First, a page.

Since the dawn of early Islam, and largely provoked by the doctrine of the miracle of the Qur’an’s linguistic inimitability, scholars of both Arab and non-Arab stock concerned themselves with studying the Arabic Language deeply and comprehensively. They were able to establish a range of sciences (‘uloom) into which the letters, words, and constructions of Arabic all fell. It is important to be aware of these sciences to fully understand the depth and breadth of the Arabic language, and the various angles through which it may be studied. These sciences may be divided into three main categories, each of which is further divided into sub-categories as follows:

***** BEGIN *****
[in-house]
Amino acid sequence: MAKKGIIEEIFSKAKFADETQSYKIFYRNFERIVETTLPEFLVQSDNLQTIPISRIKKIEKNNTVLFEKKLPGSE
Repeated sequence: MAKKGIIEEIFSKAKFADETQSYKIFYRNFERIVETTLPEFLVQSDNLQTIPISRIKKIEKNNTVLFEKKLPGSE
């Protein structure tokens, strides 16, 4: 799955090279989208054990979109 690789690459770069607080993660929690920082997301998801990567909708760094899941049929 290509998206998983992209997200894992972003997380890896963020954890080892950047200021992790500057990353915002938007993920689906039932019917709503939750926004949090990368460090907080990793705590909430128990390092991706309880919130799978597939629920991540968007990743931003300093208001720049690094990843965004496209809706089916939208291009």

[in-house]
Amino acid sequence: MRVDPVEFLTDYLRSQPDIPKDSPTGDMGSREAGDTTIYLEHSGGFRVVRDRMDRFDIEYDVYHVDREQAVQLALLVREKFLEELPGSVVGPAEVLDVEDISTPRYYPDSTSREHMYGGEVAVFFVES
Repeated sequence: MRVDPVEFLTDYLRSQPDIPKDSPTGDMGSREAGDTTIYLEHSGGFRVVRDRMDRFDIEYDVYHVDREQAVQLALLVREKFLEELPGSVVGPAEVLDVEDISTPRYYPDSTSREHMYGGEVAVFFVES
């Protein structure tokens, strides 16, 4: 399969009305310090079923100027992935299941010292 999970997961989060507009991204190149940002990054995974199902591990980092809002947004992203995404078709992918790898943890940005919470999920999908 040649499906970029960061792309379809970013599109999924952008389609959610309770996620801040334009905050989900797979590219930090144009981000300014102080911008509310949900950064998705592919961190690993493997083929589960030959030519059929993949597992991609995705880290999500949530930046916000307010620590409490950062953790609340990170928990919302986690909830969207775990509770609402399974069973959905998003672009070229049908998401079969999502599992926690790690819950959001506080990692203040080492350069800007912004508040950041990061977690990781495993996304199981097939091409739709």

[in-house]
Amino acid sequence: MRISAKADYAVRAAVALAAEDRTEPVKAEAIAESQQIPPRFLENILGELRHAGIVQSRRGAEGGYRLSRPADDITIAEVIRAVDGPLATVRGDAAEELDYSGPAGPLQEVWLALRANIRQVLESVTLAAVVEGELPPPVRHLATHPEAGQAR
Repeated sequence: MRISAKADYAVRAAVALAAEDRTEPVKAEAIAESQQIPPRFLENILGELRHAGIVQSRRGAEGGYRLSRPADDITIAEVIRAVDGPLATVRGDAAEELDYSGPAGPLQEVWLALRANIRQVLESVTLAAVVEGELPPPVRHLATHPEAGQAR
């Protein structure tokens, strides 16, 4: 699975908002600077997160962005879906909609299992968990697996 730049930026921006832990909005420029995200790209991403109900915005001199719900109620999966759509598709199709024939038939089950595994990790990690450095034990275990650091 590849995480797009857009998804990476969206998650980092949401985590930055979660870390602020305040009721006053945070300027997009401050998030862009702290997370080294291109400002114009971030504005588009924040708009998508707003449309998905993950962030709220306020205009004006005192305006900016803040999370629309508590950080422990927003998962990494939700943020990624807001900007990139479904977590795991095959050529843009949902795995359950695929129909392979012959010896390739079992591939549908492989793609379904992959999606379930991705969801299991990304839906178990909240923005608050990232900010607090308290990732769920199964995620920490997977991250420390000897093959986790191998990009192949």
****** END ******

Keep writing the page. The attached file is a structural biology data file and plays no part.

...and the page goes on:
1. Sciences related to the letters. They fall into two sub-categories:

i. That which deals with the articulation and sound of the letter. This is known as ‘ilm al-sawt (‘the science of phonology’), or ‘ilm al-tajweed (‘the science of art of pronunciation’)

ii. That which deals with the written representation of the letter. This is known as ‘ilm al-harf (‘the science of orthography’), or ‘ilm al-hijaa’ (‘the science of spelling’).


2. Sciences related to the words, with regards their meaning and form. They fall into four sub-categories:

i. That which deals with the meanings and connotations of words, and the vowelling of the words (on all but the last letters). This is known as ‘ilm al-lughah (‘the science of philology’).

ii. That which deals with the manner in which these words were attributed to their objects. This is known as ‘ilm al-wad.